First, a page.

Dec 082009
 
Authors: Johnathan Kastner

The Constitution of these great United States guarantees us many rights and liberties that people elsewhere in the world don’t have because, according to experts, they’re too poor. But now, thanks to jerks on the right and/or left, one of our unalienable rights is being taken away: the right to text while driving.

On Tuesday, Coloradans fell under the terrible sway of a new law banning texting while driving and talking while driving if the driver is under 18. The founding fathers would be weeping into their stuffy white wigs.

Sure, some people may say, the founding fathers may have been somehow unaware of texting. After all, they’re old, and old people don’t get technology. But if they were still in politics today, I’m sure they’d think exactly like me.

We all know the Constitution allows for freedom of the press and freedom of speech. There are some exceptions, like the notion that shouting “Fire!” in a crowded theater should be reserved for when it’s really funny or, conversely, if the movie stars Rob Schneider.

It’s not just about my right to do whatever I want whenever I want forever regardless of consequence and risk, it’s about facts. Like the fact that texting while driving is, according to Virginia Tech Transportation Institute, only slightly more dangerous than a non-distracted driver.

Some “radicals” may try to explain that being 23 times as dangerous is not, in fact,

“slightly.” But one must keep in mind that this is not 23 times the number of accidents, but rather 23 times the “risk of crash or a near crash event.” That’s not a wreck at all! Playing with numbers won’t help make this biased study any more condemning, radicals.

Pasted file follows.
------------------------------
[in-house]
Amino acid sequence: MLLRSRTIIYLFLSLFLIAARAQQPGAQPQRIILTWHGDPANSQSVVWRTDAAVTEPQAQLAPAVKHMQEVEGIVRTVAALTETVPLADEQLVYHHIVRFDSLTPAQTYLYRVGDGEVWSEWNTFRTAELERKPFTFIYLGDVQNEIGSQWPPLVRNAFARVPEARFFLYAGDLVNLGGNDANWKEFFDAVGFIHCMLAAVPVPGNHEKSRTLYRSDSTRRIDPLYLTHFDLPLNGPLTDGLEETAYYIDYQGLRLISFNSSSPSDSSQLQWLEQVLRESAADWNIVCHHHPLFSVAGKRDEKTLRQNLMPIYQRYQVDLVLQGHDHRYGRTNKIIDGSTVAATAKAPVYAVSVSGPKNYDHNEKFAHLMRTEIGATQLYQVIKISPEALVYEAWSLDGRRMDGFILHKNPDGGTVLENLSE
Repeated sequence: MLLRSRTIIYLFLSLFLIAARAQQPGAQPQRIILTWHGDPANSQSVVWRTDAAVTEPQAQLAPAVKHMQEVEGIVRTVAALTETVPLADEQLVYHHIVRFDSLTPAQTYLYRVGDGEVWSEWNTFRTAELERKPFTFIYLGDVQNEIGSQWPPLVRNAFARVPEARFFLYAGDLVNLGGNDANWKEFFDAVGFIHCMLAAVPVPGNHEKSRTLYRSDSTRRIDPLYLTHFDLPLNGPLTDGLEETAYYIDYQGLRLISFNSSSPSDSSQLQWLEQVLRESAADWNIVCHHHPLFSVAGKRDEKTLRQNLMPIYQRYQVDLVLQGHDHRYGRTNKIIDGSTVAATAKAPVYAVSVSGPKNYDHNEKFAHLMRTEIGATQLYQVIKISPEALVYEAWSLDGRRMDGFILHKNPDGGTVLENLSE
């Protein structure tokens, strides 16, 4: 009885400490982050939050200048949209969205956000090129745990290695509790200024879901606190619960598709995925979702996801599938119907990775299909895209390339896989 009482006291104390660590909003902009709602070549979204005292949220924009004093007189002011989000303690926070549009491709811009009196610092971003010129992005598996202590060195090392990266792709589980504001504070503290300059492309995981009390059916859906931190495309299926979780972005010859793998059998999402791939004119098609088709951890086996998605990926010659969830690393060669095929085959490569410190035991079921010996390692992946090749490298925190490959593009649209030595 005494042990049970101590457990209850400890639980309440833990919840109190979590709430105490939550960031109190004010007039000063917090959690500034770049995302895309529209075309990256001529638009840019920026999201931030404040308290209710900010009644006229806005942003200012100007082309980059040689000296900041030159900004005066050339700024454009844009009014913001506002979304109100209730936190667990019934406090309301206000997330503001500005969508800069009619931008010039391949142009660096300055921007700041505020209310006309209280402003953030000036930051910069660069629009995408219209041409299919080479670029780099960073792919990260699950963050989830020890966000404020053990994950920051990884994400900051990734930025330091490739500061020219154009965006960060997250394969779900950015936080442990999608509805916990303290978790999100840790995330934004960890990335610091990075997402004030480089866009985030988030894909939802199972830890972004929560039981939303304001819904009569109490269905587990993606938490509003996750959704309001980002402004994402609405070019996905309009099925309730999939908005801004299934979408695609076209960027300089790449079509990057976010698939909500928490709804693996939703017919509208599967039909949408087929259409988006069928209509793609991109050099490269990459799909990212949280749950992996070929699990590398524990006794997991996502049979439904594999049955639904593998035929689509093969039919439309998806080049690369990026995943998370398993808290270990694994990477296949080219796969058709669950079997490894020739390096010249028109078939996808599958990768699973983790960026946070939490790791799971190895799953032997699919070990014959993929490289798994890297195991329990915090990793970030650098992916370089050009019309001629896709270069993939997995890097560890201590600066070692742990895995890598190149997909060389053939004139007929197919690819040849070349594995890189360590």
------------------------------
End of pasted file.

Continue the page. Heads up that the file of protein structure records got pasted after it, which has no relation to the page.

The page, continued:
The issue here is that lawmakers don’t understand exactly how vital it is that everyone be allowed to text and drive. There are times you simply must know, “how r u” and be able to share that you are, “lol whut i am driving and texting o no a tree lol.” This is the kind of conversation that demands the subtlety and nuance of language only texting provides.

I think we can all see where this is going. First, no texting while driving. Then they’ll want us to not watch DVDs while driving. Finally, they’ll insist that eating, driving, applying makeup and trying to get a cat to take a pill should be separate activities.

There’s also the terrible possibility that a law enforcement officer may cite someone for texting while driving, when in fact, the driver was engaging in the economy-saving activity of Twittering. Twittering, while visually similar to texting, is a social activity that gives brief updates to your friends and family who wonder where you are (driving) and how things are going (erratically).

I am certain, though, that any competent officer will realize that the law that applies to texting does not apply to Twittering, or playing Minesweeper on your iPhone or scrolling through your vast list of mp3s, looking for the right song to express your disdain for the daily commute. This is not texting, and clearly you cannot be fined for it.

I for one intend to protest this law by ignoring it. I’m sure I’ll have many brave compatriots who, like me, will not be cowed by “formal studies” or the “rule of law.” Obeying this new law would be a bunch of responsibility and effort, and together, we can change the world if we only don’t try.

 Posted by at 9:00 am

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